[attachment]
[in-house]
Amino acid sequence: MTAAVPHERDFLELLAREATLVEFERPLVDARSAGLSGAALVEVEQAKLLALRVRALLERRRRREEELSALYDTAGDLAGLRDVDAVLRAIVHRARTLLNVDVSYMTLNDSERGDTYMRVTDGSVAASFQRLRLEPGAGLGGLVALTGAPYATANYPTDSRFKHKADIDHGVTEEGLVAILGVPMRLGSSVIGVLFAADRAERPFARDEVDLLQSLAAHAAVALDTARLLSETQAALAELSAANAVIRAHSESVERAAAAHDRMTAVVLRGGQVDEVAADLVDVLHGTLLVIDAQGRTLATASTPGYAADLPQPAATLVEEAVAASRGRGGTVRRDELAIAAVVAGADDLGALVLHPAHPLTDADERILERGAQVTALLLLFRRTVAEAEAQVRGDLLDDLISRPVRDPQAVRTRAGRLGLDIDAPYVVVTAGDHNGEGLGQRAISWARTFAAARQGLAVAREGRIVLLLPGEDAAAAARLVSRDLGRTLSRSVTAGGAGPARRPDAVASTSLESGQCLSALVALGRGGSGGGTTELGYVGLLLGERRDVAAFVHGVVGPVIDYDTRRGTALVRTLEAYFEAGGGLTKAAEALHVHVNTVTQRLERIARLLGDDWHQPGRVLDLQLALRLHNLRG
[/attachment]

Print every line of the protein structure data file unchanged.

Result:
[in-house]
Amino acid sequence: MTAAVPHERDFLELLAREATLVEFERPLVDARSAGLSGAALVEVEQAKLLALRVRALLERRRRREEELSALYDTAGDLAGLRDVDAVLRAIVHRARTLLNVDVSYMTLNDSERGDTYMRVTDGSVAASFQRLRLEPGAGLGGLVALTGAPYATANYPTDSRFKHKADIDHGVTEEGLVAILGVPMRLGSSVIGVLFAADRAERPFARDEVDLLQSLAAHAAVALDTARLLSETQAALAELSAANAVIRAHSESVERAAAAHDRMTAVVLRGGQVDEVAADLVDVLHGTLLVIDAQGRTLATASTPGYAADLPQPAATLVEEAVAASRGRGGTVRRDELAIAAVVAGADDLGALVLHPAHPLTDADERILERGAQVTALLLLFRRTVAEAEAQVRGDLLDDLISRPVRDPQAVRTRAGRLGLDIDAPYVVVTAGDHNGEGLGQRAISWARTFAAARQGLAVAREGRIVLLLPGEDAAAAARLVSRDLGRTLSRSVTAGGAGPARRPDAVASTSLESGQCLSALVALGRGGSGGGTTELGYVGLLLGERRDVAAFVHGVVGPVIDYDTRRGTALVRTLEAYFEAGGGLTKAAEALHVHVNTVTQRLERIARLLGDDWHQPGRVLDLQLALRLHNLRG